2. Administrative expenses of the bankruptcy case
  3. Debts incurred after an involuntary petition but before bankruptcy has been declared; when creditors try to force a debtor into bankruptcy by filing an involuntary petition, the courts give priority to entered into after the petition is filed in order to encourage suppliers, contractors, and creditors to keep doing business with the debtor
  4. Employee wages, up to $10,950 per employee
  5. Unpaid contributions to employee benefit plans, with some limitations
  6. Claims for grain from a grain producer or fish from a fisherman, which keeps the cast of Deadliest Catch happy
  7. Consumer layaway deposits of up to $2,425 each
  8. Taxes incurred prior to the bankruptcy petition
  9. Commitments to Federal depository institutions to maintain the institution’s capital
  10. Claims for death or personal injury from DUI/DWI

Edit to add, found the limitations...

(5) Fifth, allowed unsecured claims for contributions to an employee benefit plan—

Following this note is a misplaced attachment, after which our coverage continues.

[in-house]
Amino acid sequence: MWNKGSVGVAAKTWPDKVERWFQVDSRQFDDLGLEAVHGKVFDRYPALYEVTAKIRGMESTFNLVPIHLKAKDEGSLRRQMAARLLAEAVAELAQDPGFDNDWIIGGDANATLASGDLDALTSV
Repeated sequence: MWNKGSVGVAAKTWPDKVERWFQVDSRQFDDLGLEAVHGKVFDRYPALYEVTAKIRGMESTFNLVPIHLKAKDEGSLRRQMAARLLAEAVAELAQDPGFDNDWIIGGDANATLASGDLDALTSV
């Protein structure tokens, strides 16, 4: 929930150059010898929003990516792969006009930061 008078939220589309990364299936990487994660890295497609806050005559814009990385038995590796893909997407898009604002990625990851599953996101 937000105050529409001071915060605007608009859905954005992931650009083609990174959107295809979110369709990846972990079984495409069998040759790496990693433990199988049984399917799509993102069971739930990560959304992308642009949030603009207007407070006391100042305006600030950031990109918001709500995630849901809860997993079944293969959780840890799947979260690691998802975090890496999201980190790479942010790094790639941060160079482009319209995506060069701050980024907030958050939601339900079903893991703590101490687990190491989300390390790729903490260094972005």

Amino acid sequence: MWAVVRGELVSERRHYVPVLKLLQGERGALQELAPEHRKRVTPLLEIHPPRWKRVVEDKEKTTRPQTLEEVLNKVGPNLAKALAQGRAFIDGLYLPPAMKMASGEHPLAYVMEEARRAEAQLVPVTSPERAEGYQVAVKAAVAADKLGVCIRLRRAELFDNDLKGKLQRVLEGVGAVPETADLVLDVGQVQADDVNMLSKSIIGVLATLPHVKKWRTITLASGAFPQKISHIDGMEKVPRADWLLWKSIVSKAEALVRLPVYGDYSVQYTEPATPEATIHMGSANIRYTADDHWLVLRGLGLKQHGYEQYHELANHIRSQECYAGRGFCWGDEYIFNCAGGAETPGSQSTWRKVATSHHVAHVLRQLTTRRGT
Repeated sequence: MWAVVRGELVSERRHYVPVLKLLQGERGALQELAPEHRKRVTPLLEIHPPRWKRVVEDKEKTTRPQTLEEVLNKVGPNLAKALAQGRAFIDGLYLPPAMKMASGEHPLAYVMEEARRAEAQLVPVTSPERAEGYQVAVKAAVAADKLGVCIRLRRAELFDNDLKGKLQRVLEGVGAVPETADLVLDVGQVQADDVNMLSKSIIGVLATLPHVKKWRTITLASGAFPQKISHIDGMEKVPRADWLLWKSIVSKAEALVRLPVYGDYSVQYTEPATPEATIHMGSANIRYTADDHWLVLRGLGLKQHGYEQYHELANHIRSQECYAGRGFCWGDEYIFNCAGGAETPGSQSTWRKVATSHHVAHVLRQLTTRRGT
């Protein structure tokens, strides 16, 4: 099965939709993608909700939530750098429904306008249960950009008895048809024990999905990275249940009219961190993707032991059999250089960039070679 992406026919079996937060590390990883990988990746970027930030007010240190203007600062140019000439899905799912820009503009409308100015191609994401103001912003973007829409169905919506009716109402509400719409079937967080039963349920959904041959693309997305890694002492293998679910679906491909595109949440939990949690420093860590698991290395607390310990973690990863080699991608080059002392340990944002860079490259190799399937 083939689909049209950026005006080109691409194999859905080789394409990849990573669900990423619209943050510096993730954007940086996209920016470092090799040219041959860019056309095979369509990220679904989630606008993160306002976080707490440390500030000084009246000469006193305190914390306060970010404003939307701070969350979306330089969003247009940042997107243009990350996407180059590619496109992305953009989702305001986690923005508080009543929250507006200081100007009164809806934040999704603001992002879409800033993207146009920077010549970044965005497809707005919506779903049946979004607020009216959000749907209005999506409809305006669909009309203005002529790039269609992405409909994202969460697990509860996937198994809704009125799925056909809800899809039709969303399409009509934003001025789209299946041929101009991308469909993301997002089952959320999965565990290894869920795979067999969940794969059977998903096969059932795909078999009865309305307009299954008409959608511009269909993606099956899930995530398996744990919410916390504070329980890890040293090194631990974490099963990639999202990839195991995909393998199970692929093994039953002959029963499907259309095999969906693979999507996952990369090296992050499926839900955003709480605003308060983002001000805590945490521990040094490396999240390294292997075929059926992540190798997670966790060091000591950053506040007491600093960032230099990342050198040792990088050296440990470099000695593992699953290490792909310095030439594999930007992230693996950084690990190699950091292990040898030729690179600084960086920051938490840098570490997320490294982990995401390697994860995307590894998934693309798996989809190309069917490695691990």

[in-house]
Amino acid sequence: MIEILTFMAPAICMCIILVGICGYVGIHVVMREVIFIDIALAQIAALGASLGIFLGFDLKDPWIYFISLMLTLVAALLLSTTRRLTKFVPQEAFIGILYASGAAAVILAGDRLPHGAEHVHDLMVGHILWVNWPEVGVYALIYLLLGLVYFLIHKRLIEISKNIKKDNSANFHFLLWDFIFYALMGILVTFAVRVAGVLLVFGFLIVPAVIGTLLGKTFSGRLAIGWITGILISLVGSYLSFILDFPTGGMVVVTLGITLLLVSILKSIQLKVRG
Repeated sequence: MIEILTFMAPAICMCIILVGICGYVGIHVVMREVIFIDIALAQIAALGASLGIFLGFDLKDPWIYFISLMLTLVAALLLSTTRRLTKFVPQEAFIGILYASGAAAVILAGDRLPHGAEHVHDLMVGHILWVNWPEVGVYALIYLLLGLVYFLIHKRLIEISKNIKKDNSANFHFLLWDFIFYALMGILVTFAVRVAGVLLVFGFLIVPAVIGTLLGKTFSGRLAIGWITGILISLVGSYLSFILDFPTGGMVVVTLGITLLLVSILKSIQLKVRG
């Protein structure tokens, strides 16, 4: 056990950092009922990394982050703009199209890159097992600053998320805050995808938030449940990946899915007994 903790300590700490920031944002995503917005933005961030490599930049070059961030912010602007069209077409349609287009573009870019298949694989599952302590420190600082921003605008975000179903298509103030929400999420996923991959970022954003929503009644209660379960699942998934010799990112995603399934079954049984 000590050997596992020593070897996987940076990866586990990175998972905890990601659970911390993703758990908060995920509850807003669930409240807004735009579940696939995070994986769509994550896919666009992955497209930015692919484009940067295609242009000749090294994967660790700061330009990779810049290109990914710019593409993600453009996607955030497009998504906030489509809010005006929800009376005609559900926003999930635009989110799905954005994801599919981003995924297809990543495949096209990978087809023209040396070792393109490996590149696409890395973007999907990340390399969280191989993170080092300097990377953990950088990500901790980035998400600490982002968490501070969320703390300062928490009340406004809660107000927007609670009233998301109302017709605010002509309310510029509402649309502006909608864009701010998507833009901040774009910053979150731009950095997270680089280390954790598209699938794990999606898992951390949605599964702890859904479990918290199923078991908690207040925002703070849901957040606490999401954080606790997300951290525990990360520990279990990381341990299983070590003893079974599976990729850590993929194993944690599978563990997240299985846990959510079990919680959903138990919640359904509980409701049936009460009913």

(A) arising from services rendered within 180 days before the date of the filing of the petition or the date of the cessation of the debtor’s business, whichever occurs first; but only
(B) for each such plan, to the extent of— (i) the number of employees covered by each such plan multiplied by $10,000; less
(ii) the aggregate amount paid to such employees under paragraph (4) of this subsection, plus the aggregate amount paid by the estate on behalf of such employees to any other employee benefit plan.



Which seems to leave out a big chunk of what is owed...

JoeWras 04-02-2013 04:15 PM

Quote:

Originally Posted by brewer12345 (Post 1303795)
Why should municipal bankruptcies be any different?

Politics.

MichaelB 04-02-2013 04:25 PM

Quote:

Originally Posted by brewer12345 (Post 1303795)
Hmmm, when private companies go bust, they routinely reject penson and retiree healthcare liabilities and if the PBGC coverage isn't enough the workers get punked. Why should municipal bankruptcies be any different?

That is what the forthcoming count battle should decide. Yesterday's ruling allows it to go forward.

haha 04-02-2013 06:21 PM

Quote:

Originally Posted by brewer12345 (Post 1303795)